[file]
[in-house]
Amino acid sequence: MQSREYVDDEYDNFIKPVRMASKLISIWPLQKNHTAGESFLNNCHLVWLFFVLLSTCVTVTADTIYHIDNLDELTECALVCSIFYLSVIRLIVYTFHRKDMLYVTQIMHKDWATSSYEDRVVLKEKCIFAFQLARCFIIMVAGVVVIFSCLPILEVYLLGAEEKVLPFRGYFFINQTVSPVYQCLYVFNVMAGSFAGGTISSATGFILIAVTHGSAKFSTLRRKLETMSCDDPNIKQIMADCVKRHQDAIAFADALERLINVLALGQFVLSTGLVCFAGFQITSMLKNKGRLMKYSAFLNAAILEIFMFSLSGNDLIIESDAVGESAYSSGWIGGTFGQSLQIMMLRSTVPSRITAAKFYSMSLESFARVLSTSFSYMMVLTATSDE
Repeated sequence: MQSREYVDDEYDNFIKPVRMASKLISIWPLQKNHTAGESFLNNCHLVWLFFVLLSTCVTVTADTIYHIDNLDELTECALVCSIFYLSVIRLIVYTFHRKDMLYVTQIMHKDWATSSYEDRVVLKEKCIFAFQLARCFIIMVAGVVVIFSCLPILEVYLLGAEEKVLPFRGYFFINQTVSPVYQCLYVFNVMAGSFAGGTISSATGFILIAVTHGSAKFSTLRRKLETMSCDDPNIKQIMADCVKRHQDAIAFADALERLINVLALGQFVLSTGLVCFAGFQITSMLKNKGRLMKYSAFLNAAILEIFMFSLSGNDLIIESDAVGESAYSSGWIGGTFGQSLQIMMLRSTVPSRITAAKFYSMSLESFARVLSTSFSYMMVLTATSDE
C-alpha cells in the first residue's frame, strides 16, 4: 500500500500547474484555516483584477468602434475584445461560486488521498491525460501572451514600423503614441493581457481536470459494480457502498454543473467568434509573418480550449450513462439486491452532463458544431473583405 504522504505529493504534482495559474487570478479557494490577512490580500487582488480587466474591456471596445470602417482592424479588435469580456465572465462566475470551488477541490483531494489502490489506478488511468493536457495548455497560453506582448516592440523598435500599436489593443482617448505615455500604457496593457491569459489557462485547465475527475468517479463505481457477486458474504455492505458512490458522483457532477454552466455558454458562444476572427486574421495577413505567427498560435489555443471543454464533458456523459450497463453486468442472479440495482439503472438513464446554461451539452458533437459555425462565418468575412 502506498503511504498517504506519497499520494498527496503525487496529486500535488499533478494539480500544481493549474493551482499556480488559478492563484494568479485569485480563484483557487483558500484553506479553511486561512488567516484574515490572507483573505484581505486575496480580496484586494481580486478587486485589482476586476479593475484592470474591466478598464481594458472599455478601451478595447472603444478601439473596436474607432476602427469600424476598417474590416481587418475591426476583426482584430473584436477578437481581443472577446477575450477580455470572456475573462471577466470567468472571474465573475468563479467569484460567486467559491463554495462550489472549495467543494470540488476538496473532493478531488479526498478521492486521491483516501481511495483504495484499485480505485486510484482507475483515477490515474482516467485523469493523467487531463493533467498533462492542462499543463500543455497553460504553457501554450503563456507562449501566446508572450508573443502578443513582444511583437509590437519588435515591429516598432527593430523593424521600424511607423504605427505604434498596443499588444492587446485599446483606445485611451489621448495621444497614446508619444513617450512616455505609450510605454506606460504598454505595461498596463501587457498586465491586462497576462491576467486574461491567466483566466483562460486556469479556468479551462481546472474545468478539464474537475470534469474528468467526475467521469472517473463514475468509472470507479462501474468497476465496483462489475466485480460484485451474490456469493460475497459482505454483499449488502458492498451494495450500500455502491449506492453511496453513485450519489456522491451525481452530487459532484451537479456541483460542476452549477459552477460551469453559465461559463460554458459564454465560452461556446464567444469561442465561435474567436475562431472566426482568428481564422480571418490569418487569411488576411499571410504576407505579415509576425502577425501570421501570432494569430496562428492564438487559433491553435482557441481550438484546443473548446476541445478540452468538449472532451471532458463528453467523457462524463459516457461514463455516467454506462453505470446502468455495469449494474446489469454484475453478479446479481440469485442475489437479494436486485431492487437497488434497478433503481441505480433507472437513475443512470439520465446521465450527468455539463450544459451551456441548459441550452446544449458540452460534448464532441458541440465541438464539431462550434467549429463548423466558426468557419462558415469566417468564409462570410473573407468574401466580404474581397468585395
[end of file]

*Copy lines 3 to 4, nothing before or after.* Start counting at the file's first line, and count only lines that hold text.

Repeated sequence: MQSREYVDDEYDNFIKPVRMASKLISIWPLQKNHTAGESFLNNCHLVWLFFVLLSTCVTVTADTIYHIDNLDELTECALVCSIFYLSVIRLIVYTFHRKDMLYVTQIMHKDWATSSYEDRVVLKEKCIFAFQLARCFIIMVAGVVVIFSCLPILEVYLLGAEEKVLPFRGYFFINQTVSPVYQCLYVFNVMAGSFAGGTISSATGFILIAVTHGSAKFSTLRRKLETMSCDDPNIKQIMADCVKRHQDAIAFADALERLINVLALGQFVLSTGLVCFAGFQITSMLKNKGRLMKYSAFLNAAILEIFMFSLSGNDLIIESDAVGESAYSSGWIGGTFGQSLQIMMLRSTVPSRITAAKFYSMSLESFARVLSTSFSYMMVLTATSDE
C-alpha cells in the first residue's frame, strides 16, 4: 500500500500547474484555516483584477468602434475584445461560486488521498491525460501572451514600423503614441493581457481536470459494480457502498454543473467568434509573418480550449450513462439486491452532463458544431473583405 504522504505529493504534482495559474487570478479557494490577512490580500487582488480587466474591456471596445470602417482592424479588435469580456465572465462566475470551488477541490483531494489502490489506478488511468493536457495548455497560453506582448516592440523598435500599436489593443482617448505615455500604457496593457491569459489557462485547465475527475468517479463505481457477486458474504455492505458512490458522483457532477454552466455558454458562444476572427486574421495577413505567427498560435489555443471543454464533458456523459450497463453486468442472479440495482439503472438513464446554461451539452458533437459555425462565418468575412 502506498503511504498517504506519497499520494498527496503525487496529486500535488499533478494539480500544481493549474493551482499556480488559478492563484494568479485569485480563484483557487483558500484553506479553511486561512488567516484574515490572507483573505484581505486575496480580496484586494481580486478587486485589482476586476479593475484592470474591466478598464481594458472599455478601451478595447472603444478601439473596436474607432476602427469600424476598417474590416481587418475591426476583426482584430473584436477578437481581443472577446477575450477580455470572456475573462471577466470567468472571474465573475468563479467569484460567486467559491463554495462550489472549495467543494470540488476538496473532493478531488479526498478521492486521491483516501481511495483504495484499485480505485486510484482507475483515477490515474482516467485523469493523467487531463493533467498533462492542462499543463500543455497553460504553457501554450503563456507562449501566446508572450508573443502578443513582444511583437509590437519588435515591429516598432527593430523593424521600424511607423504605427505604434498596443499588444492587446485599446483606445485611451489621448495621444497614446508619444513617450512616455505609450510605454506606460504598454505595461498596463501587457498586465491586462497576462491576467486574461491567466483566466483562460486556469479556468479551462481546472474545468478539464474537475470534469474528468467526475467521469472517473463514475468509472470507479462501474468497476465496483462489475466485480460484485451474490456469493460475497459482505454483499449488502458492498451494495450500500455502491449506492453511496453513485450519489456522491451525481452530487459532484451537479456541483460542476452549477459552477460551469453559465461559463460554458459564454465560452461556446464567444469561442465561435474567436475562431472566426482568428481564422480571418490569418487569411488576411499571410504576407505579415509576425502577425501570421501570432494569430496562428492564438487559433491553435482557441481550438484546443473548446476541445478540452468538449472532451471532458463528453467523457462524463459516457461514463455516467454506462453505470446502468455495469449494474446489469454484475453478479446479481440469485442475489437479494436486485431492487437497488434497478433503481441505480433507472437513475443512470439520465446521465450527468455539463450544459451551456441548459441550452446544449458540452460534448464532441458541440465541438464539431462550434467549429463548423466558426468557419462558415469566417468564409462570410473573407468574401466580404474581397468585395